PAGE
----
How to Read a CBD or Cannabis COA?


Cannabis and CBD labels can get a little difficult to decipher. This is especially true when there is no single body of federal status to control what goes onto the labels. Since cannabis and CBD products lack any uniform instructions for labeling, relying completely on what the label states might not be enough.

As medical and recreational consumers, you must find other ways to ensure the quality of the products you’ve chosen. And you can do exactly that with a certificate of analysis.

What is a Certificate of Analysis?

A certificate of analysis (COA) refers to third-party lab results that verify the quality, potency, and consistency of your cannabis and CBD products. Legitimate brands partner with these laboratories that can provide honest results. If a brand supports an in-house laboratory, the results can be feigned. This is why it is always preferable to believe third-party results.

In the case of recreational cannabis, going through the COA thoroughly becomes exceptionally crucial. However, if you’re a marijuana card holder and access products from dispensaries, you’re in safer hands. The recommendation that you get from an Ohio MMJ Card Doctor can save you from coming across illegally manufactured and distributed cannabis products.

How to Read a Certificate of Analysis?

To read a COA, you must first be aware of everything you must look for.

Starting with,

  • Header

  1. Company and Lab Name

  2. Batch Number

  3. Description

  4. Report Date

  • Result Summary

  • Potency of Cannabinoids and Terpenes

  • Presence of Contaminants

  • Footer

Header

You’ll be able to find the company and lab name in the header of the results. This will confirm that the company hasn’t attached the results from an in-house quality control lab. You can also check out the legitimacy and credentials of the third-party laboratory.

Other information that you can find in the header includes the batch number, the report date, and the description. The report date is a crucial detail that ensures that the report is recent. The batch number and description help you ascertain that you are in fact, looking at the COA of the product you wish to purchase.

Result Summary

In most COAs, you can find a result summary on the very first page. This usually tells you if the product has passed all the safety checks as well as gives you a basic idea of the overall potency of cannabinoids.

However, for more details about the potency of cannabinoids or the result of quality checks, you must check the following.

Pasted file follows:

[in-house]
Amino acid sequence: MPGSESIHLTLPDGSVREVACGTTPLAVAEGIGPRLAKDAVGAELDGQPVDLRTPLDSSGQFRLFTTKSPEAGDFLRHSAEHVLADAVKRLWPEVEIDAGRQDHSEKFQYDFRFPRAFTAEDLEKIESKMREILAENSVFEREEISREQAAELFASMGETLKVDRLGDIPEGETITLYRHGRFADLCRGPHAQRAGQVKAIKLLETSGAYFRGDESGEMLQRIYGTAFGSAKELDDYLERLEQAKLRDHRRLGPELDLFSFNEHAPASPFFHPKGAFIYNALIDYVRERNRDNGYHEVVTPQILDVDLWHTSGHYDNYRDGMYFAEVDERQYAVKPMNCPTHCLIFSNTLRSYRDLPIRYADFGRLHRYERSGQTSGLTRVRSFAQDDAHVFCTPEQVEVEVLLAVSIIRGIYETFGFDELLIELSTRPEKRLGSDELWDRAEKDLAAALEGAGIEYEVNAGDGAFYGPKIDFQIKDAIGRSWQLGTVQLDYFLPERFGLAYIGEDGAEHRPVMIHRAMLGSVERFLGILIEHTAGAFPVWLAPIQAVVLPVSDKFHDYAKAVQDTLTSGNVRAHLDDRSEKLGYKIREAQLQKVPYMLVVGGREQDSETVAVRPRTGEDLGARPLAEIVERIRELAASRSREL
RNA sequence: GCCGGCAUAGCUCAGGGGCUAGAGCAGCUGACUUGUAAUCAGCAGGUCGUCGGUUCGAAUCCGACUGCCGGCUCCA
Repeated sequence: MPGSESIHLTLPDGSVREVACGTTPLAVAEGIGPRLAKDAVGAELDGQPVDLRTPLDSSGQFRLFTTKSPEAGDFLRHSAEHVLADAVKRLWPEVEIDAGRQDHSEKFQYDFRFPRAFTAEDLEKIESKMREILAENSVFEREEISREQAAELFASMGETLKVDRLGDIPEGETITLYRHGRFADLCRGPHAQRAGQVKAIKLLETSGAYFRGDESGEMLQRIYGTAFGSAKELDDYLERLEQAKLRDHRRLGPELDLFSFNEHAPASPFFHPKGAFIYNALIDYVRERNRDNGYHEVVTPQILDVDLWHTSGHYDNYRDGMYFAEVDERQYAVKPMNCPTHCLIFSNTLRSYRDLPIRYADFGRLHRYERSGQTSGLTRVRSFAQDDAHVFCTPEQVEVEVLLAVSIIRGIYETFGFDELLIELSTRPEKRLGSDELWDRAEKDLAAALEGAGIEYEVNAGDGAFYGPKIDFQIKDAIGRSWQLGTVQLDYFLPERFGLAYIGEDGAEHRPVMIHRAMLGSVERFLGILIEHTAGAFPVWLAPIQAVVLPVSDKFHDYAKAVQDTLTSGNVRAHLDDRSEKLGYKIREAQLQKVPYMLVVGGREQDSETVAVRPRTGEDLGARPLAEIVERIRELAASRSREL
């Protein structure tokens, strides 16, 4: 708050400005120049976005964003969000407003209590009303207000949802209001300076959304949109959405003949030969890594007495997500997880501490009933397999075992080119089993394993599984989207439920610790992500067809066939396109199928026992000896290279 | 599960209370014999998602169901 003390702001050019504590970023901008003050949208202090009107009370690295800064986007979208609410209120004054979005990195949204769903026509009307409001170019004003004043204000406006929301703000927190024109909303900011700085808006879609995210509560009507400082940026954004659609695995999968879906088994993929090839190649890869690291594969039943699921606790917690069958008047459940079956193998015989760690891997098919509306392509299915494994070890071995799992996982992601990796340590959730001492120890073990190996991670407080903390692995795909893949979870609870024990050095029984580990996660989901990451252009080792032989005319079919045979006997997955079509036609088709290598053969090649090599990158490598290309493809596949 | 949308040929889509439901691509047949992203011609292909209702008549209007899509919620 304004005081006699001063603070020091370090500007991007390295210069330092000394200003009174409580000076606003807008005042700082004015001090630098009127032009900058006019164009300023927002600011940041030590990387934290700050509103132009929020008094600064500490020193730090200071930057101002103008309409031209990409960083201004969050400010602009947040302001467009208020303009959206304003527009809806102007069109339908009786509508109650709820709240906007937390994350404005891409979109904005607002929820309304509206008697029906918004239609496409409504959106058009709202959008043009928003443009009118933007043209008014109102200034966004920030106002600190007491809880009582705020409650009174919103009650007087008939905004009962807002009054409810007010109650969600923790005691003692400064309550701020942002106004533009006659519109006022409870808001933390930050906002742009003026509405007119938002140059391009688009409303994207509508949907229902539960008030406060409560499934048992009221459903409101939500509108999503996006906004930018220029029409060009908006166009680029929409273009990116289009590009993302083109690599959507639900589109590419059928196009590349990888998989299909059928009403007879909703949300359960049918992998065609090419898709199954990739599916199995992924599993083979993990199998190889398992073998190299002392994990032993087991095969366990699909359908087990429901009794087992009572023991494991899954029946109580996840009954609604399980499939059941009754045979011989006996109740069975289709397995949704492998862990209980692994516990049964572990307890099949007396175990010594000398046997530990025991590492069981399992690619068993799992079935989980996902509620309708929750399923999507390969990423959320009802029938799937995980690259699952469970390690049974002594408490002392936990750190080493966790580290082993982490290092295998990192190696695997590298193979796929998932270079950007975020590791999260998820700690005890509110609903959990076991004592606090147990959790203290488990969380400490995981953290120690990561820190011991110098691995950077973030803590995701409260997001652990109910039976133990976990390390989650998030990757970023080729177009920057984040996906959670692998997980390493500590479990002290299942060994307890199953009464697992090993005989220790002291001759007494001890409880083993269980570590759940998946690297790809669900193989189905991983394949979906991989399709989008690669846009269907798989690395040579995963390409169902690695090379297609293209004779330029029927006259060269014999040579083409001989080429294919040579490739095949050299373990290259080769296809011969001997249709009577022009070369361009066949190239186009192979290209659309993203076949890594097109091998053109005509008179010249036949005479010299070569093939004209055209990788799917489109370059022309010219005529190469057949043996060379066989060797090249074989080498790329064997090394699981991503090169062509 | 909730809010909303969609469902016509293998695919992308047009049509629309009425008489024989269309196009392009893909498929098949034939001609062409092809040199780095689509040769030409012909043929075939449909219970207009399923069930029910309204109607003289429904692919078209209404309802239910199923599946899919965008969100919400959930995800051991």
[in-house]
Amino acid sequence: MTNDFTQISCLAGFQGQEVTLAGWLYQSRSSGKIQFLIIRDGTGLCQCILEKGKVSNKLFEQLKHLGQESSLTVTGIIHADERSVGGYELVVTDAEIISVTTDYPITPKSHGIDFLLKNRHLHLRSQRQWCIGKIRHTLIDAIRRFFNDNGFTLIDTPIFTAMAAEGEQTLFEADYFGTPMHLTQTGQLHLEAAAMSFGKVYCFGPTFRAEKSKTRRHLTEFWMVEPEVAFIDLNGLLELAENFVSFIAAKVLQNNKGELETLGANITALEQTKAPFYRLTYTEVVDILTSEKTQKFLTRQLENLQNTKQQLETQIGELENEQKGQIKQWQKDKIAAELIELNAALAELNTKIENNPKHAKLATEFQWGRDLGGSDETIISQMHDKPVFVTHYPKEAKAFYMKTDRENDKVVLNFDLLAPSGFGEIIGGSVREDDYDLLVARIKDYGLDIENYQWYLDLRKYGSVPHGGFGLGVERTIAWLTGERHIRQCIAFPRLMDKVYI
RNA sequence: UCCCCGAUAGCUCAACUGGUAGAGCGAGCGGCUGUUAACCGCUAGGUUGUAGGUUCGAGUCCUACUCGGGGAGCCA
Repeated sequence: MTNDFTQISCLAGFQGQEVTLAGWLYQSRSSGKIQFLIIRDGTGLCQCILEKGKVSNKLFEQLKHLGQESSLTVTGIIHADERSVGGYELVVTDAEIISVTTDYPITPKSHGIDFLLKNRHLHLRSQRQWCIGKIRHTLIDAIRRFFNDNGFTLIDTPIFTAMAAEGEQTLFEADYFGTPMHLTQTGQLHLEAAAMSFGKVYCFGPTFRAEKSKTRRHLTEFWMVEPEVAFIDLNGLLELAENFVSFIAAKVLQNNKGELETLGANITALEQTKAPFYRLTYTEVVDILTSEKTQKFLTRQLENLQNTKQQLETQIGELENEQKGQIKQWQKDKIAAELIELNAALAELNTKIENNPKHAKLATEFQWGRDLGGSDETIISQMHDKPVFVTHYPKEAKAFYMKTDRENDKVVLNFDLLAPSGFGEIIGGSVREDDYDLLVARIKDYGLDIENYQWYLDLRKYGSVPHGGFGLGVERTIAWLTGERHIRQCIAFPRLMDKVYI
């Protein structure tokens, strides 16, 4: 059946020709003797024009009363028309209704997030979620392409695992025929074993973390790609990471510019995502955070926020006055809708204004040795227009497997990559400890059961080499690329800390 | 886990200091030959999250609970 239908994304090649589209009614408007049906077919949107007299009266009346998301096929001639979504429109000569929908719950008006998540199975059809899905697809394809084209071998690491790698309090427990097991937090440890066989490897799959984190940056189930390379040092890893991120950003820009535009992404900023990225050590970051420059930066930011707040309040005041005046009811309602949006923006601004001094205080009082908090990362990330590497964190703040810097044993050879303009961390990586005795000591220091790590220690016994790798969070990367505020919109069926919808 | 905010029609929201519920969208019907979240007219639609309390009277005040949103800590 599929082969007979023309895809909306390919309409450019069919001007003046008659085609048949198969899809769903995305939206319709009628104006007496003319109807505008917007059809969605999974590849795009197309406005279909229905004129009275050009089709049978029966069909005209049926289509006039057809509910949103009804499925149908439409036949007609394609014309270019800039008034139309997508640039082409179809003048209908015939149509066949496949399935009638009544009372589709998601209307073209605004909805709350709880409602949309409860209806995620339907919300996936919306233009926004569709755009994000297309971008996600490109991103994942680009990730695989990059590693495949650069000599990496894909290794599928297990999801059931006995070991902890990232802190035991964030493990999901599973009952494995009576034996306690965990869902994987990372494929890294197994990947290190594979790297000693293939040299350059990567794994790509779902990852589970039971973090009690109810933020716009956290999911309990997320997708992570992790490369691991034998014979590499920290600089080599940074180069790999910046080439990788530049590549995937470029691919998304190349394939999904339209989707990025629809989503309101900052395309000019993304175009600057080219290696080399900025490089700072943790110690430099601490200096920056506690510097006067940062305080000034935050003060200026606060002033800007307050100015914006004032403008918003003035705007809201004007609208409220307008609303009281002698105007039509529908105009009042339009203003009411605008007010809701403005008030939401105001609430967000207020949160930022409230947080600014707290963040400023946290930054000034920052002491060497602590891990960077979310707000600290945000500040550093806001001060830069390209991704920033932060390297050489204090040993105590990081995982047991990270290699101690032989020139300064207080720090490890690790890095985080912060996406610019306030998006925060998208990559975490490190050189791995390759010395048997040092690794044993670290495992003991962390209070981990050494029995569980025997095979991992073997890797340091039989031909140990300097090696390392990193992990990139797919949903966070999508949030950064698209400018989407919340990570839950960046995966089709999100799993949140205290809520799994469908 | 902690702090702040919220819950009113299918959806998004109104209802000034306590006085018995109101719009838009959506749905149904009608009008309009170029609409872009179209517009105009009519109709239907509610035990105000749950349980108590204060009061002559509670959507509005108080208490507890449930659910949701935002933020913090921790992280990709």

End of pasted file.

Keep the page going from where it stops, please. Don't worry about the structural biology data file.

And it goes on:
Potency of Cannabinoids and Terpenes

The next section of your COA must include a detailed explanation of all the cannabinoids and terpenes detected in the product. Here, you should be able to tell the precise amount (both in “mg” and “percentage”) of different cannabinoids like CBD, CBDV, CBDA, THC (Delta 9), THCV, THC (Delta 8), CBG, CBGA, CBN, CBC, etc. Along with these individual cannabinoids, you’ll also be able to read the total CBD (CBD + CBDV + CBDA), total THC (THC + THCV + THC Delta 8), and other cannabinoids present in the product.

Apart from these, the terpenes found in the product will also be on full display. Most commonly found terpenes can be limonene, myrcene, pinene, linalool, bisabolol, and caryophyllene, amongst others.

Note: When purchasing a CBD product that contains THC, the potency of the individual Delta 9 THC should be less than or equal to 0.3%. The total THC concentration, which includes THCV and Delta 8, will be greater than this percentage.

Presence of Contaminants

This section includes all the contaminants that the product has been tested for. Most safety test results include:

  • Residual Solvents

  • Mycotoxins

  • Heavy Metals

  • Pesticides, etc.

The “analyte” in this section refers to the most common contaminants that can be harmful if consumed. For instance, you might find “arsenic” and “mercury” as analytes under heavy metals or aflatoxin B1 and aflatoxin G2 under mycotoxins.

Pay close attention to the terms “<LOQ” and “Passed” under the result section. <LOQ translates to less than the limit of quantification, meaning that the contaminant is below the safety limit.

If a product does not have a dedicated section for this safety analysis, you should switch to a product that does.

Footer

Finally, once you’ve read through the complete COA, you can find more details about the third-party lab in the footer. You’ll also come across any terms and conditions or affiliations between the company and the lab that you should be aware of.

Some common things that you should look for here are:

  • Signatures, of a laboratory official

  • A license number

  • In some cases, the lab might also have a CLIA number (not compulsory in this case)

Keeping these things in mind can help you decide if a product is worth being bought or not. In case of missing details regarding any of the pointers discussed above, we recommend that you switch to another brand that provides full disclosure.


Many thanks to Ohio MMJ Card Doctor for this awesome information. If you would like us to share your blogs, email us on info@cbdaplenty.com


 

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